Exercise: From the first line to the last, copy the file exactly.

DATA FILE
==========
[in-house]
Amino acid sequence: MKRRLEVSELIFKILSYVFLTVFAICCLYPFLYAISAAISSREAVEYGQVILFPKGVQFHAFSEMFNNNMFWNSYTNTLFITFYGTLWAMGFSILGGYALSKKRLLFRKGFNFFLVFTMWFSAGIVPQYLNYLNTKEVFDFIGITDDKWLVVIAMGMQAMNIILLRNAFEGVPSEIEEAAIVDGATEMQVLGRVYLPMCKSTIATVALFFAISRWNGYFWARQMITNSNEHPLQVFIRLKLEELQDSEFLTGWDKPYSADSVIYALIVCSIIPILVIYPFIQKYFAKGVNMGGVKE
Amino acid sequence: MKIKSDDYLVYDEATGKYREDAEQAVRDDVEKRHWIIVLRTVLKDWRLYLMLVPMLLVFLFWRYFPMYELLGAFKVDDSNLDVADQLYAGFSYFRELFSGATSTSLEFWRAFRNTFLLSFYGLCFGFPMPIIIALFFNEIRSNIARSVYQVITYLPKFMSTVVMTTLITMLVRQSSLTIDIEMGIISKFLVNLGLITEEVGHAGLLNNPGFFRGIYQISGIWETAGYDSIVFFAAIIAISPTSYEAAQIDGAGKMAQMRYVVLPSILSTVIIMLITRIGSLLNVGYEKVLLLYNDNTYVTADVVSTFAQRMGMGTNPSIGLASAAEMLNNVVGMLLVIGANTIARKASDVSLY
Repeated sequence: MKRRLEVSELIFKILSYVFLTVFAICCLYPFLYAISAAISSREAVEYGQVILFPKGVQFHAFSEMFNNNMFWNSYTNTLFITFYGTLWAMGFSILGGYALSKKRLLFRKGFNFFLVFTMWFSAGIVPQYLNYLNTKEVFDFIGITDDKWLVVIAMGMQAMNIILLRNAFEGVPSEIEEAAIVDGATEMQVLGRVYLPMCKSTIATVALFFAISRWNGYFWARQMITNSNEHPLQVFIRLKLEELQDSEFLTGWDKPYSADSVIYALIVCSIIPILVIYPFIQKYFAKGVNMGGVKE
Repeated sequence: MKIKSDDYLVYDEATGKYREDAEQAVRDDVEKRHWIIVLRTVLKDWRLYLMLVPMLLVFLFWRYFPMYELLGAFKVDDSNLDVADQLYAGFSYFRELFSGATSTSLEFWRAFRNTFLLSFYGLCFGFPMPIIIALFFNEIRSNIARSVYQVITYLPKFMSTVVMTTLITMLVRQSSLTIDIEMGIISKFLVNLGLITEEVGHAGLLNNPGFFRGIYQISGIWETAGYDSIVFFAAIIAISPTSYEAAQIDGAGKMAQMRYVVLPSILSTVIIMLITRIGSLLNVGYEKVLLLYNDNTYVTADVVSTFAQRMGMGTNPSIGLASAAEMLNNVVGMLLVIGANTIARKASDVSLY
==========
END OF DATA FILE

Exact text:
[in-house]
Amino acid sequence: MKRRLEVSELIFKILSYVFLTVFAICCLYPFLYAISAAISSREAVEYGQVILFPKGVQFHAFSEMFNNNMFWNSYTNTLFITFYGTLWAMGFSILGGYALSKKRLLFRKGFNFFLVFTMWFSAGIVPQYLNYLNTKEVFDFIGITDDKWLVVIAMGMQAMNIILLRNAFEGVPSEIEEAAIVDGATEMQVLGRVYLPMCKSTIATVALFFAISRWNGYFWARQMITNSNEHPLQVFIRLKLEELQDSEFLTGWDKPYSADSVIYALIVCSIIPILVIYPFIQKYFAKGVNMGGVKE
Amino acid sequence: MKIKSDDYLVYDEATGKYREDAEQAVRDDVEKRHWIIVLRTVLKDWRLYLMLVPMLLVFLFWRYFPMYELLGAFKVDDSNLDVADQLYAGFSYFRELFSGATSTSLEFWRAFRNTFLLSFYGLCFGFPMPIIIALFFNEIRSNIARSVYQVITYLPKFMSTVVMTTLITMLVRQSSLTIDIEMGIISKFLVNLGLITEEVGHAGLLNNPGFFRGIYQISGIWETAGYDSIVFFAAIIAISPTSYEAAQIDGAGKMAQMRYVVLPSILSTVIIMLITRIGSLLNVGYEKVLLLYNDNTYVTADVVSTFAQRMGMGTNPSIGLASAAEMLNNVVGMLLVIGANTIARKASDVSLY
Repeated sequence: MKRRLEVSELIFKILSYVFLTVFAICCLYPFLYAISAAISSREAVEYGQVILFPKGVQFHAFSEMFNNNMFWNSYTNTLFITFYGTLWAMGFSILGGYALSKKRLLFRKGFNFFLVFTMWFSAGIVPQYLNYLNTKEVFDFIGITDDKWLVVIAMGMQAMNIILLRNAFEGVPSEIEEAAIVDGATEMQVLGRVYLPMCKSTIATVALFFAISRWNGYFWARQMITNSNEHPLQVFIRLKLEELQDSEFLTGWDKPYSADSVIYALIVCSIIPILVIYPFIQKYFAKGVNMGGVKE
Repeated sequence: MKIKSDDYLVYDEATGKYREDAEQAVRDDVEKRHWIIVLRTVLKDWRLYLMLVPMLLVFLFWRYFPMYELLGAFKVDDSNLDVADQLYAGFSYFRELFSGATSTSLEFWRAFRNTFLLSFYGLCFGFPMPIIIALFFNEIRSNIARSVYQVITYLPKFMSTVVMTTLITMLVRQSSLTIDIEMGIISKFLVNLGLITEEVGHAGLLNNPGFFRGIYQISGIWETAGYDSIVFFAAIIAISPTSYEAAQIDGAGKMAQMRYVVLPSILSTVIIMLITRIGSLLNVGYEKVLLLYNDNTYVTADVVSTFAQRMGMGTNPSIGLASAAEMLNNVVGMLLVIGANTIARKASDVSLY